OHCHR urges govt, agitating parties for talks

- Post Report, Kathmandu

Sep 24, 2015-

Concerned by the ongoing protests in Tarai districts, the UN Office of the High Commissioner for Human Rights (OHCHR) has urged all parties to engage in a meaningful, inclusive and open dialogue.

Issuing a statement on Wednesday, the UN rights body expressed deep concerns over the continued violence in the southern belt in which at least 41 people, including nine security personnel, have been killed since August 25.

“With the adoption of the new Constitution, Nepal has reached an important point in the peace process. After all the suffering endured by the population during the internal conflict and the immense efforts to bring lasting peace to Nepal, a return to violent confrontation would be disastrous,”said the statement issued by OHCHR spokesperson Rupert Colville.

The OHCHR has also expressed its alarm over the high number of deaths and injuries of protesters, security personnel and bystanders. “We are also concerned about reported attacks against human rights defenders and journalists as well as by vandalism against government buildings during protests,”the statement said.

The protests escalated following alleged killings of civilians, including children, by security forces in the Tarai. According to national human rights organisations, including the National Human Rights Commission (NHRC), the killings were the result of excessive use of force.

“We fully support the call of the NHRC for independent investigations into incidents of violence related to the protests. Alleged perpetrators should be prosecuted and sanctioned and the families of the victims compensated,”the OHCHR said.

The UN agency also commended a recent interim order issued by the Supreme Court barring the use of lethal weapons to control the ongoing protests in several

Tarai districts. “We welcome the recent stay order of the Supreme Court on the

excessive use of force in response to protests and urge the Nepalese authorities to ensure that existing national and international standards on the appropriate use of force are fully respected by security forces.”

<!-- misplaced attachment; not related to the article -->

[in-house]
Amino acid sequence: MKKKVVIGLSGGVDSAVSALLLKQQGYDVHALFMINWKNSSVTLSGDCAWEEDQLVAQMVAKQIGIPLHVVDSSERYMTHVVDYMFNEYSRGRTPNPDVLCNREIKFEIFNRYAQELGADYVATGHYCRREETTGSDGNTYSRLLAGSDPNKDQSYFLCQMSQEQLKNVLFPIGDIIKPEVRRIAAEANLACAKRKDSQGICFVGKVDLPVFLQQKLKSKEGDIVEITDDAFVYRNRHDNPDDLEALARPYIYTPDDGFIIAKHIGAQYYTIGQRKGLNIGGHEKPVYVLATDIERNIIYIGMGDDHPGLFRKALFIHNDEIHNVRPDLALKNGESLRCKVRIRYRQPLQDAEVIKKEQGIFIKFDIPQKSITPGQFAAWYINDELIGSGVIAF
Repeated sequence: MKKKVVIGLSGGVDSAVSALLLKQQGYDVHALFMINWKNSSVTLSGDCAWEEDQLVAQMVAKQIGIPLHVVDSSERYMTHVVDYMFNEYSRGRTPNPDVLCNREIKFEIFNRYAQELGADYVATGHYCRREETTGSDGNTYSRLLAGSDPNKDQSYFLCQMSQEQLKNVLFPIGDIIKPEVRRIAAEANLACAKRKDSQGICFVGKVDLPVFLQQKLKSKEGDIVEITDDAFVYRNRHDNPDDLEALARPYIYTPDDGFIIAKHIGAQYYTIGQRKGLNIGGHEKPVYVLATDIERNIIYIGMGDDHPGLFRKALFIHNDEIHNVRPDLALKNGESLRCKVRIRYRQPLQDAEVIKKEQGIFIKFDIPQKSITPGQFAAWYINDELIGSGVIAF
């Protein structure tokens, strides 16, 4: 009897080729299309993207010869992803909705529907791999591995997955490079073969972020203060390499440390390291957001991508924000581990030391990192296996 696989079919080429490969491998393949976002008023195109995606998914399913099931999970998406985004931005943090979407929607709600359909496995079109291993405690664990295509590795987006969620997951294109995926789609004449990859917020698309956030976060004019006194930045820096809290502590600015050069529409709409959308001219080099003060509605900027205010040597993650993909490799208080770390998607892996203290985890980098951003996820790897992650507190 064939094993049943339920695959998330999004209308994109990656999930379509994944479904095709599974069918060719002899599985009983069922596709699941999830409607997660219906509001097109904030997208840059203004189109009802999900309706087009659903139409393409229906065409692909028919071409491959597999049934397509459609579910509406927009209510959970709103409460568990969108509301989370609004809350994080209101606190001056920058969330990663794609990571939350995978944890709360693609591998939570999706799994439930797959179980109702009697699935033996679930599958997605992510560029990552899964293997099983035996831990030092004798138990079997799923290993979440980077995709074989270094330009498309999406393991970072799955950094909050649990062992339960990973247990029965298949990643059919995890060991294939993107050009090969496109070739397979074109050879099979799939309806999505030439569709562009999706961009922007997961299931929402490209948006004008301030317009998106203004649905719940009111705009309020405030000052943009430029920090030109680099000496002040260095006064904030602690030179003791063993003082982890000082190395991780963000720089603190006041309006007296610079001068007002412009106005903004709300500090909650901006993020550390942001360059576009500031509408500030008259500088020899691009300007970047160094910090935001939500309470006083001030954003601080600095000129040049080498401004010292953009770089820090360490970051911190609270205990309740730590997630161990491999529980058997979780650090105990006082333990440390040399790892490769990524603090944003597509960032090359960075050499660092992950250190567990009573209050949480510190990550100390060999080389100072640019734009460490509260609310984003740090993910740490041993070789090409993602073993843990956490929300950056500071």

Rights organisations have reported that almost all the victims were shot in their heads or chests, though the Local Administration Act specifies that security personnel are allowed to shoot at suspected criminals or law violators below their knees.

Noting that the rights to freedoms of expression, association and peaceful assembly are essential elements in the promotion of democracy, the OHCHR also urged the Nepal government to create “a climate where minority or dissenting views or beliefs are respected.”

India hopes for early solution

New Delhi: National Security to Advisor to the Indian Prime Minister Ajit Doval has suggested Nepal to pursue all possible agreement for peace and stability even after the adoption of the constitution.

“We are hopeful of an early solution to political situation in Nepal. As soon as we see an environment of peace and stability, we would welcome the constitution along with the attendant political processes,” Doval told Nepal’s Ambassador to India Deep Kumar Upadhyay.

“Doval also expressed concern about the negative debate on the India-Nepal relations and stressing on the importance of a serious reflection on both sides.”

Pointing to a flurry of Indian statements on protests and unrest in areas of Nepal bordering India, Doval spoke of a potential

communication gap between different agencies of the Indian government. In the future, the Nepalis Embassy in Delhi will be taken into confidence, Doval was quoted as saying.

Published: 24-09-2015 08:23

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